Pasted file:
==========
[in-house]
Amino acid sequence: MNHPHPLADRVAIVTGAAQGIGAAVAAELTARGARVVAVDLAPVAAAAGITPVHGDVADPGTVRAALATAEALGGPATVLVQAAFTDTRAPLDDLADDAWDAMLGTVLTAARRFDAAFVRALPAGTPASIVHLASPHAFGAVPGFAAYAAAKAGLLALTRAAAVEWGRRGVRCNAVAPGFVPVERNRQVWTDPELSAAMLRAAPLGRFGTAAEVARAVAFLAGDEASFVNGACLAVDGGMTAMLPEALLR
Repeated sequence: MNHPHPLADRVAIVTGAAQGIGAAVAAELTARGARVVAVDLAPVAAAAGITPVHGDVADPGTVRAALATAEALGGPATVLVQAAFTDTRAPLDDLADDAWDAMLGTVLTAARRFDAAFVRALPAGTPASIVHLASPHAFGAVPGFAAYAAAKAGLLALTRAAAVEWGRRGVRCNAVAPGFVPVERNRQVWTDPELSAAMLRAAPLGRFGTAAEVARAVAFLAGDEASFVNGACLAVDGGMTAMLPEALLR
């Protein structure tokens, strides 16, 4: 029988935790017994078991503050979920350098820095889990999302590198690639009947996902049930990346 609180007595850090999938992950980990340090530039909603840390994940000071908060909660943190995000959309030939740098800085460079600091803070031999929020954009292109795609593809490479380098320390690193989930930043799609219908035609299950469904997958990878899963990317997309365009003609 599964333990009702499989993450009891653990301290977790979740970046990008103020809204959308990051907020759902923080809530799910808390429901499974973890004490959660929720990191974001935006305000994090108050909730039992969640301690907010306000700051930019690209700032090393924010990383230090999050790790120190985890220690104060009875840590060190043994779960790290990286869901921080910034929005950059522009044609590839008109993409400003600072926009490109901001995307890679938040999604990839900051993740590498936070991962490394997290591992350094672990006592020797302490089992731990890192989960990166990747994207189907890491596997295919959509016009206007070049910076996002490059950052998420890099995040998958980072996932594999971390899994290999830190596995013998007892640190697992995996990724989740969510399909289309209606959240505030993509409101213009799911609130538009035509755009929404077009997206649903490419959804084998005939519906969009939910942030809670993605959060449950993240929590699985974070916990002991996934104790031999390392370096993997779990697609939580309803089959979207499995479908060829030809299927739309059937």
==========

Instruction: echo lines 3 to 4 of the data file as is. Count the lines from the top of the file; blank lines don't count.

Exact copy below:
Repeated sequence: MNHPHPLADRVAIVTGAAQGIGAAVAAELTARGARVVAVDLAPVAAAAGITPVHGDVADPGTVRAALATAEALGGPATVLVQAAFTDTRAPLDDLADDAWDAMLGTVLTAARRFDAAFVRALPAGTPASIVHLASPHAFGAVPGFAAYAAAKAGLLALTRAAAVEWGRRGVRCNAVAPGFVPVERNRQVWTDPELSAAMLRAAPLGRFGTAAEVARAVAFLAGDEASFVNGACLAVDGGMTAMLPEALLR
């Protein structure tokens, strides 16, 4: 029988935790017994078991503050979920350098820095889990999302590198690639009947996902049930990346 609180007595850090999938992950980990340090530039909603840390994940000071908060909660943190995000959309030939740098800085460079600091803070031999929020954009292109795609593809490479380098320390690193989930930043799609219908035609299950469904997958990878899963990317997309365009003609 599964333990009702499989993450009891653990301290977790979740970046990008103020809204959308990051907020759902923080809530799910808390429901499974973890004490959660929720990191974001935006305000994090108050909730039992969640301690907010306000700051930019690209700032090393924010990383230090999050790790120190985890220690104060009875840590060190043994779960790290990286869901921080910034929005950059522009044609590839008109993409400003600072926009490109901001995307890679938040999604990839900051993740590498936070991962490394997290591992350094672990006592020797302490089992731990890192989960990166990747994207189907890491596997295919959509016009206007070049910076996002490059950052998420890099995040998958980072996932594999971390899994290999830190596995013998007892640190697992995996990724989740969510399909289309209606959240505030993509409101213009799911609130538009035509755009929404077009997206649903490419959804084998005939519906969009939910942030809670993605959060449950993240929590699985974070916990002991996934104790031999390392370096993997779990697609939580309803089959979207499995479908060829030809299927739309059937």